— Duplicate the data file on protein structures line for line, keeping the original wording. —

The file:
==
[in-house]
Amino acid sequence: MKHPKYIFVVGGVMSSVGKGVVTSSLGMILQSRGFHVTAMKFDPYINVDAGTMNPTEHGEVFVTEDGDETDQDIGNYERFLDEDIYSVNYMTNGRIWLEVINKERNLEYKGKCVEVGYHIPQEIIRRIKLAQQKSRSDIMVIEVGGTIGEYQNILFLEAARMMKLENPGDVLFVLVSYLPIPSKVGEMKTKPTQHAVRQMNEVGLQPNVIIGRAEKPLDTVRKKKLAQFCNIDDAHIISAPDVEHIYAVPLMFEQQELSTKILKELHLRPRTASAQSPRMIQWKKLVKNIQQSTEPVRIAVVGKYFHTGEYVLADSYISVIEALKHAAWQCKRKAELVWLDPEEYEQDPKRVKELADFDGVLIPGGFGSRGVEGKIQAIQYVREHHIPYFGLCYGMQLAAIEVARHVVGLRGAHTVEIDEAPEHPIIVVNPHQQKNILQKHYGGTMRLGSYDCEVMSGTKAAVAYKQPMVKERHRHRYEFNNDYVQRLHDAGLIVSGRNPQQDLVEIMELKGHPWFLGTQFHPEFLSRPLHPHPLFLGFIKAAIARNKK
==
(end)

[in-house]
Amino acid sequence: MKHPKYIFVVGGVMSSVGKGVVTSSLGMILQSRGFHVTAMKFDPYINVDAGTMNPTEHGEVFVTEDGDETDQDIGNYERFLDEDIYSVNYMTNGRIWLEVINKERNLEYKGKCVEVGYHIPQEIIRRIKLAQQKSRSDIMVIEVGGTIGEYQNILFLEAARMMKLENPGDVLFVLVSYLPIPSKVGEMKTKPTQHAVRQMNEVGLQPNVIIGRAEKPLDTVRKKKLAQFCNIDDAHIISAPDVEHIYAVPLMFEQQELSTKILKELHLRPRTASAQSPRMIQWKKLVKNIQQSTEPVRIAVVGKYFHTGEYVLADSYISVIEALKHAAWQCKRKAELVWLDPEEYEQDPKRVKELADFDGVLIPGGFGSRGVEGKIQAIQYVREHHIPYFGLCYGMQLAAIEVARHVVGLRGAHTVEIDEAPEHPIIVVNPHQQKNILQKHYGGTMRLGSYDCEVMSGTKAAVAYKQPMVKERHRHRYEFNNDYVQRLHDAGLIVSGRNPQQDLVEIMELKGHPWFLGTQFHPEFLSRPLHPHPLFLGFIKAAIARNKK